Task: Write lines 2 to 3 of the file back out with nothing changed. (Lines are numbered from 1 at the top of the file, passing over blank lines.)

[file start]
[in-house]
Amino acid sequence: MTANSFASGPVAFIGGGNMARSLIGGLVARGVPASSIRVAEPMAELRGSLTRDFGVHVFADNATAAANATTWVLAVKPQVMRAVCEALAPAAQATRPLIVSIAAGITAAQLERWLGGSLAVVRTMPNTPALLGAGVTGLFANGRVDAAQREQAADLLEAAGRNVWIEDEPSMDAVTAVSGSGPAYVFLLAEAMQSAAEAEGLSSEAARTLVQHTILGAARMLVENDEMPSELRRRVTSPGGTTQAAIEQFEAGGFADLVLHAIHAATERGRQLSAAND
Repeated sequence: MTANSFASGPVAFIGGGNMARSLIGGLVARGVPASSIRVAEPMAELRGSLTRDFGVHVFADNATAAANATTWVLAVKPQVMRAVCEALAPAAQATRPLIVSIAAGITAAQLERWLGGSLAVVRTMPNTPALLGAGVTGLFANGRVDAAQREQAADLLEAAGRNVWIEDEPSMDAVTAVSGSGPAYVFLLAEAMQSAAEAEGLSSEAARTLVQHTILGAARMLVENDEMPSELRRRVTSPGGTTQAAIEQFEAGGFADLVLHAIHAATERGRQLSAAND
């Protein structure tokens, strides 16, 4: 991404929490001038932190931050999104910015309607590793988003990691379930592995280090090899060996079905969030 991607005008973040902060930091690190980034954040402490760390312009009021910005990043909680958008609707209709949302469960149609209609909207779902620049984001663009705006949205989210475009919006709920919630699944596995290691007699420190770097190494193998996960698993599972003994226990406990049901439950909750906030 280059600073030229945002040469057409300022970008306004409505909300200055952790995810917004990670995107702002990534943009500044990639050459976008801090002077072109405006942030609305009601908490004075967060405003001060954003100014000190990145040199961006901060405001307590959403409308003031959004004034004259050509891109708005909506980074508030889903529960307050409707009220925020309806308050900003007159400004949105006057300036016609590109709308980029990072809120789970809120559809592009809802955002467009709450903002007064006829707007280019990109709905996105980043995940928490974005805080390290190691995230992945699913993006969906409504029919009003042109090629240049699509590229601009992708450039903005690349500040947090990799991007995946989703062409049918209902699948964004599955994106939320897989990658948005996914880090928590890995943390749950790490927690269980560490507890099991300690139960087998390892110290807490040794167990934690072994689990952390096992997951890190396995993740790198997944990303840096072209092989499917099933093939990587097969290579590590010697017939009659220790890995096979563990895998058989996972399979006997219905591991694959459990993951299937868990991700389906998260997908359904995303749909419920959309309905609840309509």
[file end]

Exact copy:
Amino acid sequence: MTANSFASGPVAFIGGGNMARSLIGGLVARGVPASSIRVAEPMAELRGSLTRDFGVHVFADNATAAANATTWVLAVKPQVMRAVCEALAPAAQATRPLIVSIAAGITAAQLERWLGGSLAVVRTMPNTPALLGAGVTGLFANGRVDAAQREQAADLLEAAGRNVWIEDEPSMDAVTAVSGSGPAYVFLLAEAMQSAAEAEGLSSEAARTLVQHTILGAARMLVENDEMPSELRRRVTSPGGTTQAAIEQFEAGGFADLVLHAIHAATERGRQLSAAND
Repeated sequence: MTANSFASGPVAFIGGGNMARSLIGGLVARGVPASSIRVAEPMAELRGSLTRDFGVHVFADNATAAANATTWVLAVKPQVMRAVCEALAPAAQATRPLIVSIAAGITAAQLERWLGGSLAVVRTMPNTPALLGAGVTGLFANGRVDAAQREQAADLLEAAGRNVWIEDEPSMDAVTAVSGSGPAYVFLLAEAMQSAAEAEGLSSEAARTLVQHTILGAARMLVENDEMPSELRRRVTSPGGTTQAAIEQFEAGGFADLVLHAIHAATERGRQLSAAND